I don’t think you have ever been in a forest. I live in Alaska and I NEVER take any firewood with me and have yet to not be able to start a fire with ease …. if you know where to look there is good dry wood all over the place. You probably don’t know this, but Birch bark, even when wet, is extremely flameable because of all the oils it contains. Try to Google Earth the middle of a Canadian forest and figure out where the wood ISN’T lol
      so instead of assuming how things work, go out and actually try them and they might make sense

  22. David H says:

    So far so good, sure beats the show that introduced us to it, from a big, no huge let down to a great show! It looks so real makes me wonder just how bad it really was. Going across that pass must have been crazy. I kept thinking about the new boots and not only getting blisters because I know they were not the right size but how slippery they were. I can’t find anything wrong with the show perfect so far! Lol I want more and I’m not one for watching shows that make sense but non scripted ones. Gold Rush just took a dive for me, it went from a show i just couldn’t get enough of to a Dam soap opera on one hour. I refuse to watch it again until they get rid of Todd and that jungle crap I’m sure everyone agrees with me that at the end they had his stupid Ass shot of Toad, Whoops Todd standing there on the phone with the Man begging for another chance to redeem himself and not told to go home,! Oh Brother lol give us a break, the guys on earlier episodes couldn’t even get a signal, it showed them hooking wires to shovels to use them as antennas, and this guy is walking around talking, what a bunch of crap. I’m done, come on series of Klondike to take their place.

    • Mia says:

      Looks like we’re one of the few that loved it. As for “fricking” Todd…………..I cant watch him anymore.

    • DBRown says:

      Read Mischners “Alaska”. A fiction that starts when the mammoth roamed Alaska and progresses through history. Great story, covers this era in a wonderful story line.

  23. Cynthia says:

    I didn’t finish watching it because of the geico in the top left and the countdown on bottom right it was very distracting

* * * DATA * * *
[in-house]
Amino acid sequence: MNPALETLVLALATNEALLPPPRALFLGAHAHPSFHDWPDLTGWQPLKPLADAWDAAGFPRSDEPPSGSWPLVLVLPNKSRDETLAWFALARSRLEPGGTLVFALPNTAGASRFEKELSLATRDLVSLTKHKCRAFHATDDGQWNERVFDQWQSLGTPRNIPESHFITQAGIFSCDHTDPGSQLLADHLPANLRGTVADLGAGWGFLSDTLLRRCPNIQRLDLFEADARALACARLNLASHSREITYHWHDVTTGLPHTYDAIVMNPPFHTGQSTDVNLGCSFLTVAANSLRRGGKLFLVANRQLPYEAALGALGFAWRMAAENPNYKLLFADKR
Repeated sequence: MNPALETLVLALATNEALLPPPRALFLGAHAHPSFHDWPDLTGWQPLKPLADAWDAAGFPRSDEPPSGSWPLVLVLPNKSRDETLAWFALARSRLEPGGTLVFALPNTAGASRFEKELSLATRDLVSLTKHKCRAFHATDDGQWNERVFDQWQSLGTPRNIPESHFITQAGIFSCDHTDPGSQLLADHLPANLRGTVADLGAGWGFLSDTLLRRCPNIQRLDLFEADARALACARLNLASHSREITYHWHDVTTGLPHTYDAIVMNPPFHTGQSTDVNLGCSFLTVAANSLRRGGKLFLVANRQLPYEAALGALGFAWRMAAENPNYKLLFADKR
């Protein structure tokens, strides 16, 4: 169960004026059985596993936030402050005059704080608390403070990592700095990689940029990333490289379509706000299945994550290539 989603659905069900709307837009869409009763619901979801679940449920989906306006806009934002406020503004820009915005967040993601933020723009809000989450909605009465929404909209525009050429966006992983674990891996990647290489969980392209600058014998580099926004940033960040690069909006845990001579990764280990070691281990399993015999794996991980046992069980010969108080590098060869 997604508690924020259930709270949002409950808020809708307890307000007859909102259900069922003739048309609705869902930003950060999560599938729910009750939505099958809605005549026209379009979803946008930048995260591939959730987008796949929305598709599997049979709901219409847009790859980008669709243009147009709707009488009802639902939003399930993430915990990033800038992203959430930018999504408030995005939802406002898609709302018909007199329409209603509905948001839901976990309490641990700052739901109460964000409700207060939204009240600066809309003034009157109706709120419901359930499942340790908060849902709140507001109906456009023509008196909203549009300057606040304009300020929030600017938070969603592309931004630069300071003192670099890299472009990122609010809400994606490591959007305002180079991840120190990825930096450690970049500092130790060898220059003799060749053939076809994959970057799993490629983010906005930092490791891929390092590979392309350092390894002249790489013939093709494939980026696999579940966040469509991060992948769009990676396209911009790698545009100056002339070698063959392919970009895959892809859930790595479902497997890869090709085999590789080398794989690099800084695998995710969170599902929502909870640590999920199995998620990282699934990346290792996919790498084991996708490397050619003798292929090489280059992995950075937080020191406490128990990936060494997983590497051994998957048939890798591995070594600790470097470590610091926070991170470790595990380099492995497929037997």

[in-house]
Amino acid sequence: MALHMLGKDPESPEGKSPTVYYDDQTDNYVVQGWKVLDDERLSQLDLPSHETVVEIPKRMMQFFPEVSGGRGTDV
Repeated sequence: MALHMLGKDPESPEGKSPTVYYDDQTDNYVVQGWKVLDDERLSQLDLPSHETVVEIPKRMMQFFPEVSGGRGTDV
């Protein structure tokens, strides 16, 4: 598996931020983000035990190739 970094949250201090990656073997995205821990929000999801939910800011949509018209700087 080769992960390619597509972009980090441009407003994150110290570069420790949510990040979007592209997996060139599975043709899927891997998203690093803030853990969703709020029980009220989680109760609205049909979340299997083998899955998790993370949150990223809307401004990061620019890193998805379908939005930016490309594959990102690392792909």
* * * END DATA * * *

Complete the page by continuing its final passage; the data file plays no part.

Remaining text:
• norman says:

      you know i am so sick of lizards pigs and other cute sayings to sell insurance, the tallest building in the us are owned by them and the stadiums but we have to have government employees insurance company

  24. UA Bear says:

    Good story line, but just doesn’t seem to flow well at times. It’s entertaining, love Abbie Cornish, but not quite at the level of other cable network productions. i.e., HBO mini series

  25. Lindsay says:

    The tlinget first nations were a part of southern yukon, not here in dawson city. it was the Han and the Gwitchen that were in Dawson’s history.
    Dawson has been very excited to watch the show, and for the most part it was satisfying. Nice to see familiar buildings, even though it’s a set :)

  26. simul8guy says:

    @Rich – No such thing as a 25 hour day pal. They’re all 24 hours the world around. Maybe you’re confusing “25 hour” days with 24 hours of daylight that far north. I agree with you about poor historical research. Should be no raging blizzards in the Yukon at the end of June (even in 1897 before global warming). A few issues with the cost of things back in 1897 as well. A dollar was worth 33 times more back then than it is today. Which means the $750 ‘stake’ they started their Yukon adventure with was equivalent to $25,000 in today’s dollars. Given the fact that the story starts with Byron losing some form of Chinese gambling games one wonders where they obtained that much cash.. I enjoyed the first episode despite the obvious historical problems.